468802 Comparing and Contrasting the Solid-State Esterification of APIs with Excipient: Computational and Experimental Assessment

Monday, November 14, 2016
Grand Ballroom B (Hilton San Francisco Union Square)
Corinna Gressl1, Michael Brunsteiner1, Adrian L. Davis2, Margaret Landis3, Klimentina Pencheva2, Garry Scrivens2, Gregory Sluggett4, Geoffrey Wood5, Johannes G. Khinast6 and Amrit Paudel7, (1)RCPE, Graz, Austria, (2)Pfizer Worldwide R&D, Sandwich, Kent UK, Kent, England, (3)Pfizer Worldwide R&D, Groton, CT, Groton, CT, (4)Pfizer Worldwide R&D, Groton, CT, (5)Pfizer, (6)RCPE GmbH, Graz, Austria, (7)Research Center Pharmaceutical Engineering (RCPE), Graz, Austria

Chemical stability of pharmaceutical products is one of the key quality attributes. There are limited studies that attempt to construct a molecular level definition of a drug product and predict how solid state factors influence the chemical stability of solid pharmaceutical products. In this study, we aim to combine computational and experimental approaches in an effort to better understand drug–excipient degradation reactions in the solid state.
For our studies, we chose carvedilol (CAR) and codeine phosphate (COP) in formulation with citric acid (CA) as our model systems. Both CAR and COP possess a secondary alcohol and are known to undergo esterification in presence of CA [1,2]. To identify effects that are purely based on differences in the crystal structure, all calculations and experiments were carried out with two different polymorphic forms of, each, CAR and COP. For the morphologically important crystal faces, Molecular Dynamics (MD) simulations were used to calculate a range of descriptors which we expect to account for relevant structural, energetic and kinetic properties of the API crystal surfaces [3].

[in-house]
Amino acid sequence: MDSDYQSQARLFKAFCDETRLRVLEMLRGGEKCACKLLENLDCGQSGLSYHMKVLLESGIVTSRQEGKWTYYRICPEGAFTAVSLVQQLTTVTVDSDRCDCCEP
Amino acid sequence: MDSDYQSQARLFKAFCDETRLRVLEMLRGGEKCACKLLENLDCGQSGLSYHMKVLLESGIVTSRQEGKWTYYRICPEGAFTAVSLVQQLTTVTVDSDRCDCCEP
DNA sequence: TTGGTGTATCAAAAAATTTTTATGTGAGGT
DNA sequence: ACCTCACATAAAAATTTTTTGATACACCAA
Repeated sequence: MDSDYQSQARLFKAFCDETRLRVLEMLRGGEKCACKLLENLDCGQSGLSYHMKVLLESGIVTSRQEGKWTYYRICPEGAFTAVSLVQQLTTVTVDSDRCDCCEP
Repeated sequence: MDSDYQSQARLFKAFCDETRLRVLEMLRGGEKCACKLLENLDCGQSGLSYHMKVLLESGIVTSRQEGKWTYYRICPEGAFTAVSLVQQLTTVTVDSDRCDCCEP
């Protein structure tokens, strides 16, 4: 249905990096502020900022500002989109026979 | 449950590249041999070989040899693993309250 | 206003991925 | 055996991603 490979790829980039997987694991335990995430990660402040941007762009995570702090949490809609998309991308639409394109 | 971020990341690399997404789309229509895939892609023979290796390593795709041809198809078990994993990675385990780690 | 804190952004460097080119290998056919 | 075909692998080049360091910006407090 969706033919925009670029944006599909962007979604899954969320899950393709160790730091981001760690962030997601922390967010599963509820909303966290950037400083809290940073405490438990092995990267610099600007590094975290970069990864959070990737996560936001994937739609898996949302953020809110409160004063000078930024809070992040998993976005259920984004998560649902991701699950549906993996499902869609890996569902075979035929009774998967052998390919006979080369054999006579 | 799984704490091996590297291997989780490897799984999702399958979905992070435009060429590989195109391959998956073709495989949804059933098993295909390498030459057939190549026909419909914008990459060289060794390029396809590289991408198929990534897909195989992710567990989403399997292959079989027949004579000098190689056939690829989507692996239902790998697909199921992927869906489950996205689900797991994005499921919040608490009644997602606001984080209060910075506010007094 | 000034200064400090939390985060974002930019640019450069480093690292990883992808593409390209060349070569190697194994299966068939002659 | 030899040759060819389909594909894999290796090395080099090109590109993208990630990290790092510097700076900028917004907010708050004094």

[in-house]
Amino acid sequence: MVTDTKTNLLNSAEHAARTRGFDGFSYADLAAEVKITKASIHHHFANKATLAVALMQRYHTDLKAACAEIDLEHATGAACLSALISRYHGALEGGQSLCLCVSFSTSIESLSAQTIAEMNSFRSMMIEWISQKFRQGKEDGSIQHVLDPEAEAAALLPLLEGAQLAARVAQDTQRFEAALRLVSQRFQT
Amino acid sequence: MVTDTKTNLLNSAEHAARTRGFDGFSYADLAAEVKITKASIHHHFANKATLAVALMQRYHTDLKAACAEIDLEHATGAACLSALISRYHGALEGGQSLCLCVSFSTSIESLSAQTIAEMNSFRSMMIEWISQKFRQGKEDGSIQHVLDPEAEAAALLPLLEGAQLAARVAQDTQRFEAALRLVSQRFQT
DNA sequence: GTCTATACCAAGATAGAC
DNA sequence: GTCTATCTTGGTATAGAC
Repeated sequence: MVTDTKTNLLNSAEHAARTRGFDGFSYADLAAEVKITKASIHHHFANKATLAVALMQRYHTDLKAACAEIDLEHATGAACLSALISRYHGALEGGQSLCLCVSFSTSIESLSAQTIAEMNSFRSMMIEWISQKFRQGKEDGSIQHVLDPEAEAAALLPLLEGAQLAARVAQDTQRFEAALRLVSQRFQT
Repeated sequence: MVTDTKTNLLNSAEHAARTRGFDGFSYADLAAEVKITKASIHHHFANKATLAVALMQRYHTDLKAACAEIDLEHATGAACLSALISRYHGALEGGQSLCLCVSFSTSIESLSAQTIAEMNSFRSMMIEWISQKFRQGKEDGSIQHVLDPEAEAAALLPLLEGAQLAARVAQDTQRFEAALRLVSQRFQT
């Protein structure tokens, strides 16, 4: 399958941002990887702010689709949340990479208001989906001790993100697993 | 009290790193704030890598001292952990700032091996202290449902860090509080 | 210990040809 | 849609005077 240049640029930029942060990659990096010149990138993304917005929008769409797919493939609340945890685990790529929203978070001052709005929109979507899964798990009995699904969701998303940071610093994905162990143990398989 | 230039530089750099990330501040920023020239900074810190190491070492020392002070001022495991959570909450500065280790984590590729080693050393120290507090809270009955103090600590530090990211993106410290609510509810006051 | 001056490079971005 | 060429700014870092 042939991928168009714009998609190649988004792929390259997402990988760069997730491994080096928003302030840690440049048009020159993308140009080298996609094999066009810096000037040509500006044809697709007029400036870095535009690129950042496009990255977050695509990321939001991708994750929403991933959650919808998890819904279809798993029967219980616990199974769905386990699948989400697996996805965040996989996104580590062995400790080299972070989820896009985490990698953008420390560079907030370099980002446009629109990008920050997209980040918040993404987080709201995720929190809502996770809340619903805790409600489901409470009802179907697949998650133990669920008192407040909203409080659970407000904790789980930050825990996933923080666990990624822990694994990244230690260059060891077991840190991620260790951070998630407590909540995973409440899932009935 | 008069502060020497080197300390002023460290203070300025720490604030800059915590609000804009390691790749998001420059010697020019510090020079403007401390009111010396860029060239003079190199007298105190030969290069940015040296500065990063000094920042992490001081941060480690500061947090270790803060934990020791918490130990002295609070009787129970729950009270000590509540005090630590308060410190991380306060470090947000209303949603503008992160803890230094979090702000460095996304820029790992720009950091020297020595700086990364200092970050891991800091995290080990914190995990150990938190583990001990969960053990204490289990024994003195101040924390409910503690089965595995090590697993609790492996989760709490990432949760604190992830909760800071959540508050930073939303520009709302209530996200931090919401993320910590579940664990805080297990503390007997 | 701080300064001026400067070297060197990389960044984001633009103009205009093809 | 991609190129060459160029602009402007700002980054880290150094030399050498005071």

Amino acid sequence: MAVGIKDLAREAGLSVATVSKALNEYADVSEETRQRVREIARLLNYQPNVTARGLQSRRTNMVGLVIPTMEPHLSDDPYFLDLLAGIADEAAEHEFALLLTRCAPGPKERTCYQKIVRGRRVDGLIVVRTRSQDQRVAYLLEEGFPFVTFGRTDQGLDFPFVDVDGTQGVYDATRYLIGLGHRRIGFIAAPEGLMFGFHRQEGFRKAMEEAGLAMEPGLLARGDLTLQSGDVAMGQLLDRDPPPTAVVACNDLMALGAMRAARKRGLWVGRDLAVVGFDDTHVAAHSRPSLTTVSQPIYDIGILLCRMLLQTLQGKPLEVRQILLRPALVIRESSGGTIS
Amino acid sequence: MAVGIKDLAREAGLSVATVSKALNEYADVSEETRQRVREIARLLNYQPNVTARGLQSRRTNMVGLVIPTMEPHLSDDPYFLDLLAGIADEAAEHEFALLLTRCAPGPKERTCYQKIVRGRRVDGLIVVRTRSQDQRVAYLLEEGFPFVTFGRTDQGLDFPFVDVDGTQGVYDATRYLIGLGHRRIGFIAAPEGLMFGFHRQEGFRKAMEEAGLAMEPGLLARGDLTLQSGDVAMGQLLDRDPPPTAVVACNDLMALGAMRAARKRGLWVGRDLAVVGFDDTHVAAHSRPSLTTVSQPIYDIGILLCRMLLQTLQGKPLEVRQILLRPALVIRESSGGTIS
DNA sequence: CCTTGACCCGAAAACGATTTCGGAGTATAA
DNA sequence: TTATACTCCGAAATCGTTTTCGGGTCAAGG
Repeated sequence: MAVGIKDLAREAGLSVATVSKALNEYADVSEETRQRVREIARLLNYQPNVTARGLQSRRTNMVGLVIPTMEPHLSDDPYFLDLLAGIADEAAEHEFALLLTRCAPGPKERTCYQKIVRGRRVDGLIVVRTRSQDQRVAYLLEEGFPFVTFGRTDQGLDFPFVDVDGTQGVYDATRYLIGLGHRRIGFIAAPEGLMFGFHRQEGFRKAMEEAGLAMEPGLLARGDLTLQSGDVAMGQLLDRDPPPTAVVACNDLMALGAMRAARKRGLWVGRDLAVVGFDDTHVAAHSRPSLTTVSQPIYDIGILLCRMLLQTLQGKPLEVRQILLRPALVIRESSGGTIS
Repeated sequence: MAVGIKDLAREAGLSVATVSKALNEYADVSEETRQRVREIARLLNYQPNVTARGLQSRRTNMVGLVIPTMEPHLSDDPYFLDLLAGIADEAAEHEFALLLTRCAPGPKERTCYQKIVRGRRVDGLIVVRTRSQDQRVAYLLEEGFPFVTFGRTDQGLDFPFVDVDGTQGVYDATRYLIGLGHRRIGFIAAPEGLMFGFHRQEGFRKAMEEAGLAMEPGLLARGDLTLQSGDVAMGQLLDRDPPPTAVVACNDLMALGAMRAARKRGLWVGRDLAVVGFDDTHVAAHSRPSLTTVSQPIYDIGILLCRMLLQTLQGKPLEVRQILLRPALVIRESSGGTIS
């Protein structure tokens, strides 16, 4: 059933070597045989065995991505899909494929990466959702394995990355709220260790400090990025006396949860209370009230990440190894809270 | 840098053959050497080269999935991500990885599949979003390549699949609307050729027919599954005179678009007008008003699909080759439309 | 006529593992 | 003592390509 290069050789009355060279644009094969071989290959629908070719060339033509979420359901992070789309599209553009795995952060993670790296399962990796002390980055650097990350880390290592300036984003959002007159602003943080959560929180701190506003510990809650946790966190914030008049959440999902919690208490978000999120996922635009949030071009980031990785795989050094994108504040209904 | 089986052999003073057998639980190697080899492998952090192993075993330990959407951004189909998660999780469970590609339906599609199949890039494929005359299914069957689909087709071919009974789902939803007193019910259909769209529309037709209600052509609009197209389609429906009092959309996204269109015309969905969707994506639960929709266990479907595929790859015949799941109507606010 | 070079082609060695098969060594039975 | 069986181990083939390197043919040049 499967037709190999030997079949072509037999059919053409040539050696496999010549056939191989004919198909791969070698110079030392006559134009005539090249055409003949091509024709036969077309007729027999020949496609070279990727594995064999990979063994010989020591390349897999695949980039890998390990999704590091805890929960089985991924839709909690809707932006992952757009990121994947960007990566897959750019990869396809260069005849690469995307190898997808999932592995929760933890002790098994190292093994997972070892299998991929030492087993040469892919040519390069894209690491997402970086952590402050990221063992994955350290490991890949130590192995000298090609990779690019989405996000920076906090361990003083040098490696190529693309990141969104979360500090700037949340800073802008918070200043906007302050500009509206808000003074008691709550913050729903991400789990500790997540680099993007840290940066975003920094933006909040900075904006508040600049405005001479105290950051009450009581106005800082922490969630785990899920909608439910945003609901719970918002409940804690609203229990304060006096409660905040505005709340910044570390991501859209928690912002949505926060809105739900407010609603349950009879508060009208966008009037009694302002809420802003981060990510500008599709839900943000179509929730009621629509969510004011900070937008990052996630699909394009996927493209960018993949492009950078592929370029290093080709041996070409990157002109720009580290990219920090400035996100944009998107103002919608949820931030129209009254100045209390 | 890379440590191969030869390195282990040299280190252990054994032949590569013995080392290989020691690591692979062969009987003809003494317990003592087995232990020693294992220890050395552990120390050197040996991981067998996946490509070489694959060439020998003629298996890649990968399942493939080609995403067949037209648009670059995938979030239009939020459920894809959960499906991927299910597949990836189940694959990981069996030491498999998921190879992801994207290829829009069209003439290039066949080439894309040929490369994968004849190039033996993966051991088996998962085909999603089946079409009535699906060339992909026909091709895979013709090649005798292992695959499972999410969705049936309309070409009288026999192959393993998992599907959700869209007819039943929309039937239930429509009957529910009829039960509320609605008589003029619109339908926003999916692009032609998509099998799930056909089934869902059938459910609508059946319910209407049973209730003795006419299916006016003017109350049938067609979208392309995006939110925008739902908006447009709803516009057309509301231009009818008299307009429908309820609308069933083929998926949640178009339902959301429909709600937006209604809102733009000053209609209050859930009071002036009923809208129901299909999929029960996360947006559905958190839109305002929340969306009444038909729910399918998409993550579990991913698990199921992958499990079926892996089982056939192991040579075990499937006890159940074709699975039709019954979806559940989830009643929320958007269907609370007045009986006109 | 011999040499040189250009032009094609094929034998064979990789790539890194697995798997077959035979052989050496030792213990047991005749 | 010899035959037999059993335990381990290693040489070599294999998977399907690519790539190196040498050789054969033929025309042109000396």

For the experimental assessment of the solid state stability, we first recrystallized the different crystal forms of CAR and COP and fractionated different sizes by sieving in order to obtain crystals with defined characteristics such as particle size and surface area. We then produced mixtures of the model APIs with citric acid and stored the samples at accelerated conditions. The accelerated storage conditions were chosen in a way that all crystal forms are stable, i.e. no polymorphic transformation and no loss of crystal water would occur. A different set of degradation experiments was performed where disorder was introduced to our API–excipient systems by ball milling.
By comparing results from our computational and experimental assessments, we gain insights into which material properties crucially determine the stability of pharmaceuticals in formulation with excipients in the solid state.

References
[1] Larsen, J, Cornett, C, Jaroszewski, JW, Hansen, SH. (2009) Reaction between drug substances and pharmaceutical excipients: formation of citric acid esters and amides of carvedilol in the solid state J. Pharm. Biomed. Anal., vol. 15, pp. 11-17.
[2] Silver, B and Sundholm, EG. (1987) Solid-State Esterification of Codeine Phosphate by the Acid Constituent of Effervescent Tablets J. Pharm Sci., vol. 76, pp. 53–55.
[3] Brunsteiner, M, Gressl, Khinast, JG Paudel, A 1 C, Davis, AL, Landis, M, Pencheva, K, Scrivens, G, Wood, GPF (2015) Stability by Design (SbD): Utilizing material science principles to predict physical and chemical stability of pharmaceutical solids AIChE 2015.


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See more of this Session: Poster Session: Pharmaceutical
See more of this Group/Topical: Pharmaceutical Discovery, Development and Manufacturing Forum